EDWIN I. SKARI, Employee, v. AERO SYS. ENG’G and CHUBB & SON GROUP, Employer-Insurer/Appellants.
WORKERS’ COMPENSATION COURT OF APPEALS
NOVEMBER 7, 2011
PERMANENT TOTAL DISABILITY - RETIREMENT. Substantial evidence supports the compensation judge’s determination that the employee rebutted the statutory retirement presumption and was entitled to continuing permanent total disability benefits.
Determined by: Stofferahn, J., Pederson, J, and Johnson, J.
Compensation Judge: Jane Gordon Ertl
Attorneys: Raymond R. Peterson, McCoy, Peterson & Jorstad, Minneapolis, MN, for the Respondent. Thomas F. Coleman, Cousineau McGuire, Minneapolis, MN, for the Appellants.
DAVID A. STOFFERAHN, Judge
The employer and insurer appeal from the compensation judge’s determination that the employee rebutted the retirement presumption in Minn. Stat. § 176.101, subd. 4, and was entitled to continuing permanent total disability compensation. We affirm.
Edwin Skari, the employee, was born October 3, 1942. He left school when he was in the 10th grade and later obtained a degree from St. Paul Technical Institute as a machinist in 1972. Mr. Skari has been deaf since childhood. He has no verbal skills but is able to use sign language and do some lip reading. Mr. Skari also has a learning disability associated with his hearing loss.
Mr. Skari went to work for Aero Systems Engineering [Aero] as a machinist in 1978 and worked there for 22 years. During his employment, Mr. Skari sustained a number of work injuries affecting his low back and both shoulders. As the cumulative result of his work injuries, Mr. Skari was unable to continue working at Aero after November 2001. In 2005, the parties entered into a stipulation that the employee became permanently totally disabled as of March 5, 2002.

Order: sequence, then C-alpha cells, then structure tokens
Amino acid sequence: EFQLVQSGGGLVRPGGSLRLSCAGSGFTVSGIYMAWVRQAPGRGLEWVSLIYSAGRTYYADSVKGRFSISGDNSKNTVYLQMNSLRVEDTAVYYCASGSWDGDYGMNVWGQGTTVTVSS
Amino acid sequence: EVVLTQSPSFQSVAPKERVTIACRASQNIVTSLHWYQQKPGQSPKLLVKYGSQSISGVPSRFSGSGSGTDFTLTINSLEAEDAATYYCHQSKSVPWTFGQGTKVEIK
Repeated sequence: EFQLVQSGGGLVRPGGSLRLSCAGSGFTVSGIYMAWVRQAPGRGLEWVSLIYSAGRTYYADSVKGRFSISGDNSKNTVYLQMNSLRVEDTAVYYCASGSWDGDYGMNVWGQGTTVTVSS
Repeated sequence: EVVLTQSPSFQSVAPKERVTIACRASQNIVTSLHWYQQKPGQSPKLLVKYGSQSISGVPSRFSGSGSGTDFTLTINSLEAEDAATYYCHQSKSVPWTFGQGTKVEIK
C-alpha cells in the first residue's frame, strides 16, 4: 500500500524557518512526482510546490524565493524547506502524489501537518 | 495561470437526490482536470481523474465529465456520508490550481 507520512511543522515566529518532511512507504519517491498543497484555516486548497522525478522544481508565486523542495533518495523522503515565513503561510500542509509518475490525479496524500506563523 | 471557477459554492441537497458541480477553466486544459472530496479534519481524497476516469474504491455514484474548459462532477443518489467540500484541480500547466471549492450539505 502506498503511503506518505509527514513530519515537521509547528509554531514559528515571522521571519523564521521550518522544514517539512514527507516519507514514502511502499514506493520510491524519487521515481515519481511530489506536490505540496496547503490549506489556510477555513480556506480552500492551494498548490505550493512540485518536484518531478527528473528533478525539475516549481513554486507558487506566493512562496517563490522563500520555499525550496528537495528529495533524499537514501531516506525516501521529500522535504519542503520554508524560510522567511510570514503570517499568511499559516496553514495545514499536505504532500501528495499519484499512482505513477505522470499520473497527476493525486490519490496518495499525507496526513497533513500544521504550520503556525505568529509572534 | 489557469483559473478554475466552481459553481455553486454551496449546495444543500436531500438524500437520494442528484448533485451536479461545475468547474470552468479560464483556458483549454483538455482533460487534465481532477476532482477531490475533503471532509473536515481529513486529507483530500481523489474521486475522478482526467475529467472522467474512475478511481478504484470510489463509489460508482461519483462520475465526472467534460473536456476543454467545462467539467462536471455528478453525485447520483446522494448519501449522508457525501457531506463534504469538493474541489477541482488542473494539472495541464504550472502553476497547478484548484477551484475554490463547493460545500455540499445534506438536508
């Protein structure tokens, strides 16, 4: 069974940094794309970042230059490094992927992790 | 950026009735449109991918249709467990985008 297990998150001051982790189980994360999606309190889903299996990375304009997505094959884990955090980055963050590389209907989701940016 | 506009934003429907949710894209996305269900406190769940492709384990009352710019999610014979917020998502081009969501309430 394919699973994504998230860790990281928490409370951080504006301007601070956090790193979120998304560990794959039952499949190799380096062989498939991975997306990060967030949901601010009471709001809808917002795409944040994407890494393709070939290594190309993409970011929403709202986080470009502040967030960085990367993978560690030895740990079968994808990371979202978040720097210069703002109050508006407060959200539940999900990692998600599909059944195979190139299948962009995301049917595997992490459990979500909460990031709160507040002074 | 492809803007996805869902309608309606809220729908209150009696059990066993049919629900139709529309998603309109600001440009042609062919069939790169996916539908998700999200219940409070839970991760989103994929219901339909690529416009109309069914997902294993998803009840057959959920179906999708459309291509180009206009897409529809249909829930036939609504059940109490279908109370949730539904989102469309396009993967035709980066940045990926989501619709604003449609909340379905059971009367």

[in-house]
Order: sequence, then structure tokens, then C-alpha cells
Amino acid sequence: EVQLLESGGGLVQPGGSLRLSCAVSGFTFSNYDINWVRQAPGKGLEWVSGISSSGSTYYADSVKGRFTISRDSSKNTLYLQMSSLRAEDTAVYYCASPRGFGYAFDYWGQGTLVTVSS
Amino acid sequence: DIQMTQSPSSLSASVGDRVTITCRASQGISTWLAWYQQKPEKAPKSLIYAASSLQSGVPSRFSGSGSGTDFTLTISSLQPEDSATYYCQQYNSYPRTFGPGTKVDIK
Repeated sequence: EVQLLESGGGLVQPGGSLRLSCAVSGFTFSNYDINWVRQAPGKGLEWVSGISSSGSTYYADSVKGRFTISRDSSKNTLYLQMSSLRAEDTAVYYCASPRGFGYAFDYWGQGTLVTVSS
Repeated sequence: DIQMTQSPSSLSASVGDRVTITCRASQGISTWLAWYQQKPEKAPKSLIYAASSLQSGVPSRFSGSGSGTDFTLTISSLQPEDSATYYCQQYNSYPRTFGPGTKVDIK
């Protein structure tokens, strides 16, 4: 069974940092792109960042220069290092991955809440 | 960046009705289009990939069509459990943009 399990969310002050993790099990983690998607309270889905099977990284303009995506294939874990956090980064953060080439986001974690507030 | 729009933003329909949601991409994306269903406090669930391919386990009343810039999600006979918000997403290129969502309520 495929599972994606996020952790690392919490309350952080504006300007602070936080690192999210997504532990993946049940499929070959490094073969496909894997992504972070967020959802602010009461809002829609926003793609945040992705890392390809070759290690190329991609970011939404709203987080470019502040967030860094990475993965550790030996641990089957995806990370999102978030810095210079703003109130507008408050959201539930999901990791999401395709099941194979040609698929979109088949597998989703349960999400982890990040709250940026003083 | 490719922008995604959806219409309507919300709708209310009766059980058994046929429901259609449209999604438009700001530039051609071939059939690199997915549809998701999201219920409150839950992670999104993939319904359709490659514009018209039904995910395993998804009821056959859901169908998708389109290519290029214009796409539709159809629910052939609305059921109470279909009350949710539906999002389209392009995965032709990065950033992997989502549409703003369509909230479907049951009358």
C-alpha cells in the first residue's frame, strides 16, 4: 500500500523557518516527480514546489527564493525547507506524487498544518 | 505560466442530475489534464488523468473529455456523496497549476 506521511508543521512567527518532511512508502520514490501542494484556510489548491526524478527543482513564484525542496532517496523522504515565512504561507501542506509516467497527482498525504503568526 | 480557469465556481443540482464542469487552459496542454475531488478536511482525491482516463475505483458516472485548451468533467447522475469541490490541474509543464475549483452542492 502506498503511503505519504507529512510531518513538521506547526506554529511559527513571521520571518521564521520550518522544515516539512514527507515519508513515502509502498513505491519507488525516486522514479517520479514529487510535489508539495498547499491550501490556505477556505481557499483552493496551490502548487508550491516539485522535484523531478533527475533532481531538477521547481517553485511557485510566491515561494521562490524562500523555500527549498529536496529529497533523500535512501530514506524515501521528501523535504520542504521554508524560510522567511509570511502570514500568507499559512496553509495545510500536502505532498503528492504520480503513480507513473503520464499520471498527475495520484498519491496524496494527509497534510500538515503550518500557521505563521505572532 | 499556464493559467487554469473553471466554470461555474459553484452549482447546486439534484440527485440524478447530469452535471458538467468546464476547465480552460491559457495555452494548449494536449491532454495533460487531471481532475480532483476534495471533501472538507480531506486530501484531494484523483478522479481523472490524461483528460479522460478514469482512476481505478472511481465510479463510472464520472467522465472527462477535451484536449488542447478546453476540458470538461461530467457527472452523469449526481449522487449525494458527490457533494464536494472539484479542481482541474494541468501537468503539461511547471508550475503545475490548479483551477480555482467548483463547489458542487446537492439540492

In September 2009, the employer and insurer filed a notice of intention to discontinue [NOID] seeking the discontinuance of permanent total disability benefits because the employee would be 67 years old, was presumed retired, and was not entitled to permanent total disability compensation pursuant to Minn. Stat. § 176.101, subd. 4. An administrative conference was held and benefits were allowed to be discontinued. The employee filed an objection to discontinuance.
A formal hearing was scheduled and a compensation judge issued findings and order determining that there was no jurisdiction to consider the discontinuance of permanent total disability benefits. According to the findings, the employee had been adjudicated permanently totally disabled by the parties’ settlement in 2005 and Minn. Stat. §§ 176.238 and 176.239 did not apply to an employee who had been adjudicated permanently totally disabled. The employer and insurer were ordered to continue payment of benefits. The employer and insurer appealed to this court.
In our decision, we held that the stipulation was not an adjudication of permanent total disability and represented an agreement to continue payments by the employer pursuant to a temporary order. Since there had been no adjudication of permanent total disability, Minn. Stat. §§ 176.238 and 176.239 could be used by the employer and insurer to discontinue benefits and the compensation judge had jurisdiction to consider the discontinuance of benefits. The matter was remanded for a hearing on the merits.
A hearing was held before Compensation Judge Jane Gordon Ertl on December 30, 2010. In her findings and order served and filed February 18, 2011, the compensation judge found the employee had rebutted the presumption of retirement at age 67 and was entitled to continuing permanent total disability benefits. The employer and insurer have appealed.
Minn. Stat. § 176.101, subd. 4, provides in pertinent part, “Permanent total disability shall cease at age 67 because the employee is presumed retired from the labor market. This presumption is rebuttable by the employee.” The issue at the hearing was whether the employee had rebutted the retirement presumption and the compensation judge concluded he had done so.
The determination of whether the employee has presented sufficient evidence to rebut the presumption of retirement is a question of fact for the compensation judge. Olson v. 3M Co., No. WC11-5249 (W.C.C.A. Sept. 12, 2011). The question for this court is whether the decision of the compensation judge is supported by substantial evidence when considering the record as a whole. If so, the decision is to be affirmed. Hengemuhle v. Long Prairie Jaycees, 358 N.W.2d 54, 59, 37 W.C.D. 235, 239 (Minn. 1984).